Imaging Method Has Potential to Predict Effectiveness of Induction Chemotherapy in Patients With Head and Neck Cancer

Researchers identified a potential new method for predicting which patients with head and neck cancer will benefit most from chemotherapy. Their new method was described in Oral Oncology (2015; doi:10.1016/j.oraloncology.2015.01.013).

These patients commonly receive pretreatment induction chemotherapy, before surgery or radiotherapy, to reduce the risk of disease spread. However, pretreatment is less effective in tumors with poor blood flow.

Previous studies have shown that CT scans can be used to assess tumor blood flow. Going beyond those results, researchers at The University of Manchester and The Christie NHS Foundation Trust, both part of the Manchester Cancer Research Centre in the United Kingdom, have explored the use of MRI scans in predicting which patients would benefit from induction chemotherapy.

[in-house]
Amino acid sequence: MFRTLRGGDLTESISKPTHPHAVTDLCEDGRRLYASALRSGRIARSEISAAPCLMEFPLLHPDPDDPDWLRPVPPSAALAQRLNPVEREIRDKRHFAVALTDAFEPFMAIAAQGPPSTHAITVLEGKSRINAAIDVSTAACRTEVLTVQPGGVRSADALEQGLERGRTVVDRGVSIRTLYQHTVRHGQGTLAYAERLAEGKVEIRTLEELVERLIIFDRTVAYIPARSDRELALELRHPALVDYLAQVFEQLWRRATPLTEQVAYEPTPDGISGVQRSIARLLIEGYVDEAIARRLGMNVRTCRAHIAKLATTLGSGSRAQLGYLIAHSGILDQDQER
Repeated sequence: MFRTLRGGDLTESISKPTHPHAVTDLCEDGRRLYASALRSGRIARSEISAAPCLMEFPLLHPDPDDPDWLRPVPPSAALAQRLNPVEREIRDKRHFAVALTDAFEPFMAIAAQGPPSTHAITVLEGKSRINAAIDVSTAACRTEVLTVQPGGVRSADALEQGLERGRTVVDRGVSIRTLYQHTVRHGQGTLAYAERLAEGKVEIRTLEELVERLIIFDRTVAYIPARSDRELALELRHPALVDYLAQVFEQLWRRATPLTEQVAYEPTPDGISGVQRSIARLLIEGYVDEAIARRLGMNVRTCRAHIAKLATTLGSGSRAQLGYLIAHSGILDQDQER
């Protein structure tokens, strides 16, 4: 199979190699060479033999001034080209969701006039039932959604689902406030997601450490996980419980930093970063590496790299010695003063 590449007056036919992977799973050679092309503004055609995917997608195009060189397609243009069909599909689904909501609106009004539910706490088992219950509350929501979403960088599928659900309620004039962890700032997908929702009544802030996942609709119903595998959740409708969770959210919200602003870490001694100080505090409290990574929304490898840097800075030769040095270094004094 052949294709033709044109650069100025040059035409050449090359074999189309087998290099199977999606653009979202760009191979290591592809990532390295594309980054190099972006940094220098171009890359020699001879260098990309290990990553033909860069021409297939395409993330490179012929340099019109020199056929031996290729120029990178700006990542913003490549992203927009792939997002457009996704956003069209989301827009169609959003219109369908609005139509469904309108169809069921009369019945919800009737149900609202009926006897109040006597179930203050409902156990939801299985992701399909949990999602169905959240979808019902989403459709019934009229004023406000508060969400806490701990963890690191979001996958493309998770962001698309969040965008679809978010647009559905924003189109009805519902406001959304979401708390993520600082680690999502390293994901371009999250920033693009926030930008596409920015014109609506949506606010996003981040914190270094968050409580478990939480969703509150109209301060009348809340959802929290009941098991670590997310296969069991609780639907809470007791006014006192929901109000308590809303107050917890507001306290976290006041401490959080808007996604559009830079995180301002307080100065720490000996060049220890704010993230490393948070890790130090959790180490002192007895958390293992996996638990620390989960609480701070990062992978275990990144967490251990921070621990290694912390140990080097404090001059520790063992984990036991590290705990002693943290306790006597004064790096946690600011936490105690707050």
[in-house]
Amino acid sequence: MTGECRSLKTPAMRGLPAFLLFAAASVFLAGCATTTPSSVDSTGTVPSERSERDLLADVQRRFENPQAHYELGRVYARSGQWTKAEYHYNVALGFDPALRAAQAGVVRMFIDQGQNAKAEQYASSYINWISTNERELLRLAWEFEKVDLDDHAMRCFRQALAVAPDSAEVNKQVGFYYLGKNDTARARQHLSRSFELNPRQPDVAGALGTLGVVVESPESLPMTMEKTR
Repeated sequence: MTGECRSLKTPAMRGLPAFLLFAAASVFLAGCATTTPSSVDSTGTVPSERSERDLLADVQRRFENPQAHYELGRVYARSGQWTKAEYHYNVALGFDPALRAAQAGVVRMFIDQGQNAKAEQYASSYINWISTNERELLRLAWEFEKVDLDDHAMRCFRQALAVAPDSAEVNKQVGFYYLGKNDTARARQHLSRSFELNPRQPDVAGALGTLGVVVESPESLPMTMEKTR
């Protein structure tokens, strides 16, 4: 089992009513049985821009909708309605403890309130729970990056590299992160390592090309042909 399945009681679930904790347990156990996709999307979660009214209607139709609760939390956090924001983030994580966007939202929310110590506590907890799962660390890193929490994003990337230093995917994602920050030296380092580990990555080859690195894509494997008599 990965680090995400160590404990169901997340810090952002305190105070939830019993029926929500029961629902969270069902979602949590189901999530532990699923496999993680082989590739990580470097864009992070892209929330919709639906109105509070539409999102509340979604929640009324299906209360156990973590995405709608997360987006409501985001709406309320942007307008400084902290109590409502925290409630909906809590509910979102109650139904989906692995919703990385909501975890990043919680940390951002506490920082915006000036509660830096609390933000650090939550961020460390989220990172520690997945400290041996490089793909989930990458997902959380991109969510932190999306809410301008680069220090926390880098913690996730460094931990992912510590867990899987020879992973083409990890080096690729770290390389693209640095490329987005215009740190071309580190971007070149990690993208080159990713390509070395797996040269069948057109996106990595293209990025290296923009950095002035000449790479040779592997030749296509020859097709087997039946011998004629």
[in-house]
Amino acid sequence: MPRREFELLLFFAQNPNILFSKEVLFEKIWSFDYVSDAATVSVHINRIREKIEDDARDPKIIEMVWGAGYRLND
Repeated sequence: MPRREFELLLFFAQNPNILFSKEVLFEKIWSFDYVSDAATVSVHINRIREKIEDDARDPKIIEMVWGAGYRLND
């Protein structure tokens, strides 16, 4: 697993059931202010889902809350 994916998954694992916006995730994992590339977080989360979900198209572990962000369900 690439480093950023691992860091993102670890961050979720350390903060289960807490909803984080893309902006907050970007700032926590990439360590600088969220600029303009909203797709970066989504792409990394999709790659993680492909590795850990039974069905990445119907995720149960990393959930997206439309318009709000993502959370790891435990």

"It's also important to identify those patients who are unlikely to respond to induction therapy so that we can skip ahead in the treatment pathway and offer them potentially more effective treatments and hopefully improve their outcome,” said study leader Professor Catharine West, PhD.

The team used an imaging technique known as dynamic contrast-enhanced MRI (DCE-MRI), where a contrast agent tracer is injected into a patient's vein whilst they have a series of MRI scans taken. This allows scientists and doctors to investigate the blood flow and vessel structure of a patient's tumor.

They found that determining blood flow of a patient's tumor before induction therapy could predict response to treatment. The group reported that those with high tumor blood flow were more likely to respond to pretreatment.

"Delivery and effectiveness of chemotherapy appears to be better in tumors with higher blood flow. However, amongst those patients with lower measured tumor blood flow, more work is needed to determine those who will and won't respond,” said coauthor Jonathan Bernstein, MD, who is now at Princess Margaret Cancer Centre in Toronto, Ontario, Canada.

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